WASHINGTON -- Food Marketing Institute here is continually challenged to attract returning attendees to its annual FMI Show at McCormick Place in Chicago, scheduled this year for May 1-3.
To maintain its attendance and boost show patronage, FMI continues to reinvent the trade show format, Brian Tully, FMI's senior vice president, convention services, told SN.
"We are making significant changes to the show this year. These changes have a lot to do with how the show floor is organized," he said.
Consumer packaged goods exhibitors in the general exhibit area like Coca Cola, Procter & Gamble, Pepsi, Kellogg and Nestle, along with equipment suppliers, will occupy middle positions in the hall and be spread throughout the floor, Tully said. Up-front exhibit space, in the past dominated by the big CPG companies, this year will feature four focused product segments: meal solutions, ethnic marketplace, technology, and general merchandise/health and beauty care (see story on Page 72).
Next year, the up-front exhibit area will again change to showcase private label, meat/seafood/dairy, perishables and beverages.
Tully said in focusing on these product segments, FMI is creating sourcing opportunities for retailers. FMI is also trying to attract a more diverse exhibitor base, comprising the focused product segments. While these manufacturers tend to be small and don't take up as much space, there are more companies participating, Tully pointed out. By changing the focus categories each year, FMI expects to attract different attendees in teams dedicated to the product categories.
FMI has attempted similar strategies in the past. It even held its own conferences -- GM/HBC, meal solutions and whole health -- to capitalize on industry growth opportunities. However, those conferences quickly ran their course as interest and participation faded. In 2000, FMI featured the Whole-Health Pavilion, with 55 exhibitors in 17,000 square feet. Last year's Healthy Living Pavilion was more educational in content.
Tully said past efforts to highlight growth categories were executed in a smaller footprint and were positioned in more obscure areas of the exhibit hall.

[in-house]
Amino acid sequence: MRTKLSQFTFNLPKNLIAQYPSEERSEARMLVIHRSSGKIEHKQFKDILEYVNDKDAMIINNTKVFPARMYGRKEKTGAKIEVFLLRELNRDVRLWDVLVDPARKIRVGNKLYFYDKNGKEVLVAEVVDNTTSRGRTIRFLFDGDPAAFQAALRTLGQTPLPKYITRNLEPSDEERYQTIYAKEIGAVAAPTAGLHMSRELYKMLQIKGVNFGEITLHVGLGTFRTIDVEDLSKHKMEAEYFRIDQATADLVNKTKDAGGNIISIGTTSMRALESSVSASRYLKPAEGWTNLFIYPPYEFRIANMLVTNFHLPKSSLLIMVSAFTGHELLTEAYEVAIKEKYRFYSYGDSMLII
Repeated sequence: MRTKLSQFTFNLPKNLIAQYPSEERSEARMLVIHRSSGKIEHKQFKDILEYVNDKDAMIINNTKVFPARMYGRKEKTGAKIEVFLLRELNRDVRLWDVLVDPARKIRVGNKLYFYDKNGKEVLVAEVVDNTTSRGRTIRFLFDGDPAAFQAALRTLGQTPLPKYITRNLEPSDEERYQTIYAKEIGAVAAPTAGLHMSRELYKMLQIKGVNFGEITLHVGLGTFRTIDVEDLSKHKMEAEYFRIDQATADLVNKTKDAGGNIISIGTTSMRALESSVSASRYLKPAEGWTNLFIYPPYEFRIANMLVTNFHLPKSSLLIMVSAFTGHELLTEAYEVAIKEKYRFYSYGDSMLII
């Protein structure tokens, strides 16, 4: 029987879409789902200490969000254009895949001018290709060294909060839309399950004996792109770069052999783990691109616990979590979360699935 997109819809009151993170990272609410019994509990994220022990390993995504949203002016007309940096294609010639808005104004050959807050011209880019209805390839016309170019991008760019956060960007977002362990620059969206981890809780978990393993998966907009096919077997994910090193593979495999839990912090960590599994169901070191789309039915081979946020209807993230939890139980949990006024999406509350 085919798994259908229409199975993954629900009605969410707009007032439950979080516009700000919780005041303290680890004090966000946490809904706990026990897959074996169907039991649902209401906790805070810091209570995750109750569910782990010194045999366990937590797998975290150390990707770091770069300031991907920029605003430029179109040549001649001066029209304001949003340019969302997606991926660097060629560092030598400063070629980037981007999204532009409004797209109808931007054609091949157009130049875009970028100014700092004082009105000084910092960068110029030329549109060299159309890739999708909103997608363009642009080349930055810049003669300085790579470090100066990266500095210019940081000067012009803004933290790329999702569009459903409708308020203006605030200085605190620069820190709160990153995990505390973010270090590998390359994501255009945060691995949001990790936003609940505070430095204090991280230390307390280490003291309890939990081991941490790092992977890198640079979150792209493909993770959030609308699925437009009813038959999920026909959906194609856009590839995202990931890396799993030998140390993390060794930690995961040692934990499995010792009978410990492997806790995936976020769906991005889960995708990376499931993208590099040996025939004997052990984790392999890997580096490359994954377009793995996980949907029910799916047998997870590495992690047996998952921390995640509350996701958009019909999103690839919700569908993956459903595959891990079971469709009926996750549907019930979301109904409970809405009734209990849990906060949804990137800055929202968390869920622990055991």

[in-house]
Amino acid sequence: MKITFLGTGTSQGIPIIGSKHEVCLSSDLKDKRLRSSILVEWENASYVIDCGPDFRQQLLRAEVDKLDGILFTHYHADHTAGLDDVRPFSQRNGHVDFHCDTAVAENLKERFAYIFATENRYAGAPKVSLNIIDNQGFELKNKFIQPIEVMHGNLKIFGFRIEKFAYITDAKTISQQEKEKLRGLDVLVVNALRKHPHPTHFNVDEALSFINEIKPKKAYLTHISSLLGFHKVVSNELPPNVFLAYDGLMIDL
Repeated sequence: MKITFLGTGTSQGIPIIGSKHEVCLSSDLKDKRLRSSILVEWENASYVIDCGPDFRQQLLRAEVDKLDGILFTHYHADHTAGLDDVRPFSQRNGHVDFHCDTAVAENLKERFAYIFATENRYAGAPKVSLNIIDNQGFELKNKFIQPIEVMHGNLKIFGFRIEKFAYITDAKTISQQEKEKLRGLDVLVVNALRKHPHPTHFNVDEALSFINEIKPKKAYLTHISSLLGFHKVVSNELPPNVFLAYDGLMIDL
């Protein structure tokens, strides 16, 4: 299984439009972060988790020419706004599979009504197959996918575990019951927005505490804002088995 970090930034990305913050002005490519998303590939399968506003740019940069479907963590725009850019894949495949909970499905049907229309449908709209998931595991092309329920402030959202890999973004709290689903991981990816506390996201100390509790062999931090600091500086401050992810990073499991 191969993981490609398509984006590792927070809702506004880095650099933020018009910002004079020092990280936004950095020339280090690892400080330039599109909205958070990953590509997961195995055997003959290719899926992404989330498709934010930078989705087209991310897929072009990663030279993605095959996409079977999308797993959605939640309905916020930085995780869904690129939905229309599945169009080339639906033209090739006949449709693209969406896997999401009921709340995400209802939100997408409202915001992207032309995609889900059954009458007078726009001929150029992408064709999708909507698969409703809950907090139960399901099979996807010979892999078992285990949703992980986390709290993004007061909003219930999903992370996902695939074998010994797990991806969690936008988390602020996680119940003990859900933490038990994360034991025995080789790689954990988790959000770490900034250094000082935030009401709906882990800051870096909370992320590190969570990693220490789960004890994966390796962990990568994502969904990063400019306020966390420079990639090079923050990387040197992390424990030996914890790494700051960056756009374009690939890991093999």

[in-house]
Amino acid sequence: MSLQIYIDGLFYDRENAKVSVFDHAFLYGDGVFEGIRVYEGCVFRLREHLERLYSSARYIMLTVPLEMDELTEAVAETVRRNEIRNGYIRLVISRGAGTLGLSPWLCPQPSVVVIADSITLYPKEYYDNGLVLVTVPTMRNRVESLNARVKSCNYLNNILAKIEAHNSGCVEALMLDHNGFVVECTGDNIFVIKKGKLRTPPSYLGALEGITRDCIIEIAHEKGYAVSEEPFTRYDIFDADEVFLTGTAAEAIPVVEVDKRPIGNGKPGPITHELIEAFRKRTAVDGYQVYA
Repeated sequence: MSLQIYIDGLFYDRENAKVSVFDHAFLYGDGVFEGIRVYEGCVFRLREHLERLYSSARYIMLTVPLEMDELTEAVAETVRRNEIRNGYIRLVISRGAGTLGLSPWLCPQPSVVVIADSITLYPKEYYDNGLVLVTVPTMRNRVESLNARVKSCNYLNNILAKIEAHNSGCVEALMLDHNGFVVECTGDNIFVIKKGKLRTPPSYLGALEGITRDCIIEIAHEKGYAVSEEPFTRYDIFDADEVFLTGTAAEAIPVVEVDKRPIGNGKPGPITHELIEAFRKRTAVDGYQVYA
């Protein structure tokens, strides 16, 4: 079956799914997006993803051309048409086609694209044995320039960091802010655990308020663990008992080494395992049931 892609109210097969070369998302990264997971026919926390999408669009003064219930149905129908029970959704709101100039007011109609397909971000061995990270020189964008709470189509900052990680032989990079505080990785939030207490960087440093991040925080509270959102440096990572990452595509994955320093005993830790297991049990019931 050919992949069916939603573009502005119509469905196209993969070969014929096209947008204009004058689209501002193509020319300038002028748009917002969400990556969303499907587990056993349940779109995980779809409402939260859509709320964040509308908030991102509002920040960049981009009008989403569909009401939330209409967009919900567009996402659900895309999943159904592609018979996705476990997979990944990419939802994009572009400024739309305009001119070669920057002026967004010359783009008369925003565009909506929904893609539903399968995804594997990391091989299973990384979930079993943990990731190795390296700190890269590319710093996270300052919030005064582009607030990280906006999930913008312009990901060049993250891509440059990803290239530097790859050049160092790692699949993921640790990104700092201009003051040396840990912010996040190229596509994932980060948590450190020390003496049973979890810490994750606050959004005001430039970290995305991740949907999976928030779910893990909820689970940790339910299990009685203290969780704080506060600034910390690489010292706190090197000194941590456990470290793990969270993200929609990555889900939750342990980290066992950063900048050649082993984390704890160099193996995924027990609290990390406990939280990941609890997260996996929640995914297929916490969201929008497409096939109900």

"The smaller footprint meant they weren't large enough in mass to generate attendance from people largely responsible for health and wellness," he said.
FMI expects the larger space and up-front positioning of these specialized areas will attract enough participation to make them worthwhile. Except for the space devoted to ethnic suppliers, Tully said he was generally pleased with the turnout of focused category exhibitors to date. He said FMI has picked up 30 additional exhibitors because of focused product areas. However, Tully said some potential ethnic exhibitors like Goya Foods have chosen to go into the general exhibit area rather than be part of the focused area.
Interactive workshops will complement the focused product offerings with presentations related to trends in the four areas of concentration.
This year, out of 1,500 exhibitors expected for the overall FMI event -- including those participating in the Fancy Food Show, United Produce Expo & Conference, All Things Organic and U.S. Food Export Showcase -- between 750 to 800 companies will participate in the FMI Show. The entire show will encompass 1.2 million square feet. As of late last month, Tully reported that retailer/wholesaler pre-registration was up 2%. Last year, 34,000 people attended the show, up 27% over the previous year, Tully said.
Tully intends to fully capitalize on the co-location of other non-competing trade shows this year with more retailer participation. Beginning with the 2002 co-location of the Fancy Foods Show, sponsored by National Association for the Specialty Food Trade, FMI has brought two other events -- United Produce Expo and Conference, sponsored by the United Fresh Fruit & Vegetable Association; and All Things Organic, sponsored by the Organic Trade Association -- under its umbrella last year.
The U.S. Food Export Showcase has been a feature of the FMI Show for more than a decade. This year, the export exhibit will be repositioned at the very front of McCormick's South Hall, making it the first exhibit space buyers see. The FMI International Trade Center will be moved to be adjacent to the U.S. food Export Showcase.
According to co-location partners, either pre-registration or exhibitor participation is running ahead of last year. Mark Overbay, spokesman for the UFFVA here, said the number of exhibitors was up about 19% to 250 over last year's 210 exhibitors. Exhibitor growth is coming from more produce companies participating this year, he said. It was difficult to break out attendance from that of the FMI show, said Overbay, because UFFVA's registration is part of FMI's registration process.
Ron Tanner, a spokesman for NASFT, New York, reported that buyer registration was up 5% going into the show, with about 7,500 buyers expected. He also predicted about 350 exhibitors, about the same as last year.
According to Holly Givens, spokeswoman for the Organic Trade Association, Greenfield, Mass., early registration was up for All things Organic, although she couldn't give an exact number. On the exhibitor side, numbers were lagging from last year's 480. About 450 exhibitors were slated for the All Things Organic Show at the start of this month.
The National Association of State Departments of Agriculture, Washington, reported a 23% increase in the number of exhibitors for the U.S. Food Export Showcase, from 130 last year to 160 to date. International attendance is expected to be up due to the weakness of the American dollar on foreign markets.
This year's FMI theme, "New Ideas Easy to Apply," is a variation of last year's theme, "Solution for Growth."